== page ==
• Many growers wish to tank-mix an insecticide with a herbicide or fungicide, to avoid making additional trips across a field.
• Doing so when insects are not present, or when thresholds are not reached, does not make economic sense, and has the potential to flare secondary pests such as armyworms and spider mites.
Economic thresholds are based on the concept of economic injury.
Economic injury is the point at which the cost of a management action is equal to the injury that the insect is causing to the crop. It is essentially a break-even point.
Economic thresholds are set below the break-even point and are conservative so that growers will not experience any loss. A good example of an economic threshold is the dynamic threshold for stink bugs in cotton. Although growers can make a higher yield by spraying weekly for stink bugs, in the vast majority of cases, it is much more profitable to use the dynamic threshold, spraying only when needed.
In contrast, most thresholds used in soybeans are different. Below is an explanation for why thresholds in soybeans should remain static once soybeans are above $10 per bushel.
Kudzu bug: The kudzu bug threshold of one nymph per sweep (15 nymphs in a 15 sweep sample) is not a true economic threshold. Research has shown that treating at these levels should avoid ANY yield loss. Therefore, the threshold is unaffected by the price of beans.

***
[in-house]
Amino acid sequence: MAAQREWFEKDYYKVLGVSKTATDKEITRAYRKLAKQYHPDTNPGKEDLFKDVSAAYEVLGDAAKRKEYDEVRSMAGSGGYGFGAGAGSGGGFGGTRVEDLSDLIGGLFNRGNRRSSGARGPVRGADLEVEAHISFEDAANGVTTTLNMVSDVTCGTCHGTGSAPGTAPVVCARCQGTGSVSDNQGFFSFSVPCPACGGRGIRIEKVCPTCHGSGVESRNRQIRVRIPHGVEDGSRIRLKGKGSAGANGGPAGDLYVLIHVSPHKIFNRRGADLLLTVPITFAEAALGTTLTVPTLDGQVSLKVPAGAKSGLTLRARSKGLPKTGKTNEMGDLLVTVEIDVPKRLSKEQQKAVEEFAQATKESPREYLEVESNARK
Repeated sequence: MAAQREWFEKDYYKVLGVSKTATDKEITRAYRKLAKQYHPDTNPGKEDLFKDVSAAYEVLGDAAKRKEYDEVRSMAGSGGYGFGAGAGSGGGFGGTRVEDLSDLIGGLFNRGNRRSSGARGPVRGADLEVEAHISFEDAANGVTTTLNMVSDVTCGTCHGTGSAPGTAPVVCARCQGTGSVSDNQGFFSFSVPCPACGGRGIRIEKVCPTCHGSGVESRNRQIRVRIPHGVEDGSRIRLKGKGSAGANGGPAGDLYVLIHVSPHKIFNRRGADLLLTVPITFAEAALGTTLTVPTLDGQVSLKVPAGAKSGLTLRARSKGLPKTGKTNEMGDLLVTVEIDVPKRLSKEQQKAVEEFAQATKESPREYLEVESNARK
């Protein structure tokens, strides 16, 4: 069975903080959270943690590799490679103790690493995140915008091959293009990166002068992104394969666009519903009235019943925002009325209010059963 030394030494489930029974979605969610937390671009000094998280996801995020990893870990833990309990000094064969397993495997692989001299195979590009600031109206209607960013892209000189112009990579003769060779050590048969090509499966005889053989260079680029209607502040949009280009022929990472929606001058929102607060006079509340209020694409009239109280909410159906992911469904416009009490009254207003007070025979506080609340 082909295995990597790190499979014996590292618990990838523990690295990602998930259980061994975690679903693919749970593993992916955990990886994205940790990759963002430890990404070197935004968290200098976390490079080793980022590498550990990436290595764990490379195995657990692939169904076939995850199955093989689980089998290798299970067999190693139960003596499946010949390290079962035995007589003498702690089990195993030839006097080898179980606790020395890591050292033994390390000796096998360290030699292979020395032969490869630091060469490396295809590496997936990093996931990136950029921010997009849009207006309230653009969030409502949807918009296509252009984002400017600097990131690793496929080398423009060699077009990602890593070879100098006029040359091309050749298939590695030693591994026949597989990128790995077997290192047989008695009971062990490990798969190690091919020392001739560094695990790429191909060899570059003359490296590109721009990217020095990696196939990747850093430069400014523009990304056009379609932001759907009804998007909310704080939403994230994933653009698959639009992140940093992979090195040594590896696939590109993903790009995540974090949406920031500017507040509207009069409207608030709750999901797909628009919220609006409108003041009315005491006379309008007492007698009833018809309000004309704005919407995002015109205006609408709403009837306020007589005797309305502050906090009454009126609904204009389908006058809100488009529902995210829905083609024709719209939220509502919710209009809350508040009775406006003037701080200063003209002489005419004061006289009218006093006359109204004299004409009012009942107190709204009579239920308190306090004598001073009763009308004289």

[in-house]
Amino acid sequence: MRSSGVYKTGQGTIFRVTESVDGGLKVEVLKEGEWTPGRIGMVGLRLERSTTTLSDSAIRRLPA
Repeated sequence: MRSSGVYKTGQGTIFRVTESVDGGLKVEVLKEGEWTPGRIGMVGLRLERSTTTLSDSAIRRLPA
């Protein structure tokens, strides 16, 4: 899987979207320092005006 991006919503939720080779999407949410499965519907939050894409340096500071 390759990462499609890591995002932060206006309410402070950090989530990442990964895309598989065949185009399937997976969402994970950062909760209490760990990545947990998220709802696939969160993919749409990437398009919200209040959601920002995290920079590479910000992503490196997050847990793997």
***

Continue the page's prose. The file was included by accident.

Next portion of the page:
Defoliating pests: These include pests like green cloverworm, armyworms, and bean leaf beetle, to name a few. Much like the kudzu bug threshold, the defoliation thresholds (click here for the thresholds) are set at a point at which growers will not incur any yield loss. Therefore, the threshold is unaffected by the price of beans.
Corn earworm: The threshold for corn earworm is a true economic threshold, which changes with row-spacing, price of the crop, and cost of control.
You can play with an online calculator by visiting this website. However, this calculator has one critical flaw. Research has shown that once soybean prices exceed $10 per bushel, that soybeans will compensate for any additional loss and that the threshold should remain static.
How can this be? The reason is that the calculator is based on an equation that drops the number of insects required before a treatment lower and lower as soybean prices go higher and higher.
At some point, the calculator will require that the number of insects be so low that you would have to constantly treat the soybeans to keep the number of earworms below the threshold. The flaw in this logic is that the calculator does not include the plant’s ability to compensate for the feeding done by very few caterpillars.
Therefore, our thresholds should remain constant for corn earworm as prices increase anywhere above $10 per bushel.
Stink bugs: Stink bug thresholds will likely be raised in the future, based on recent research in southeastern Virginia. Therefore, our thresholds for stink bugs are likely too low, even in the face of $16 soybeans.